The evening closed with the full ensemble work Where There Are Tongues by South African born dancer, teacher, author and choreographer Bradley Shelver. The amalgam  of movement styles and cultural references give the work a textually rich element. References included indigenous movement from Africa and Europe; which created a universal and inclusive quality. The rhythmically complex music by french a cappella group Lo Còr De La Plana assisted in the universality by providing a pulsing audio score that transcended any one culture.

Ailey II continues to offer artists (dancers, choreographers light and costume designers) opportunities to develop their craft. It also continues to honor founder Alvin Ailey and his love for dance as a gift to all people. The 2019 New York City Ailey II season exemplifies this vision; one of the reasons this company has become a formidable force in its own right.

3/13/19 O&A NYC DANCE: Marcel Wilson- Ailey II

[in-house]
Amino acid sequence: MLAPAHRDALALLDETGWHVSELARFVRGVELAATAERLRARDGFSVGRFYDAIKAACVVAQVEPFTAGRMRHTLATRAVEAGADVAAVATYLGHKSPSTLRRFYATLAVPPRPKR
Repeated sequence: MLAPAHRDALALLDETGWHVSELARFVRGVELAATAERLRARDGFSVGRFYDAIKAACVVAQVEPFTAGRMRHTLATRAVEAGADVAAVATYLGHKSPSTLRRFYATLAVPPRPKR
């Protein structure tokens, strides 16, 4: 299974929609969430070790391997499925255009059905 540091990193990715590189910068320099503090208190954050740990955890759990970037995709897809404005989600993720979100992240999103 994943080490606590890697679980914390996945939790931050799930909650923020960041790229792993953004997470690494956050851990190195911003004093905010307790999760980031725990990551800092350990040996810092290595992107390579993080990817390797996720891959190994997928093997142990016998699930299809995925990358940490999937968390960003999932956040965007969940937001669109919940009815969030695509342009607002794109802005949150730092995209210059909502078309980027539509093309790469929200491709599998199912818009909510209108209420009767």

Marcel Wilson, Jr. is living his dream. A member of Ailey II, the Bronx native will perform March 13 though 17 at NYU Skirball, 566 LaGuardia Place. Continue reading

3/10/19 O&A NYC WHAT’S HAPPENING THIS WEEK: March 10- March 16, 2019

New York, New York a helluva town! This week we have theatre in Brooklyn, on Broadway and “Da Bronx”. Chi-town is dancing in our town; and art from Fifth Avenue to Flatbush Avenue. Here are a few of the many events happening in the city that never sleeps, guaranteed to keep you Out and About. Continue reading

(REPOST) 12/19/16 O&A NYC DANCE: Jeroboam Bozeman Dance Warrior

By Walter Rutledge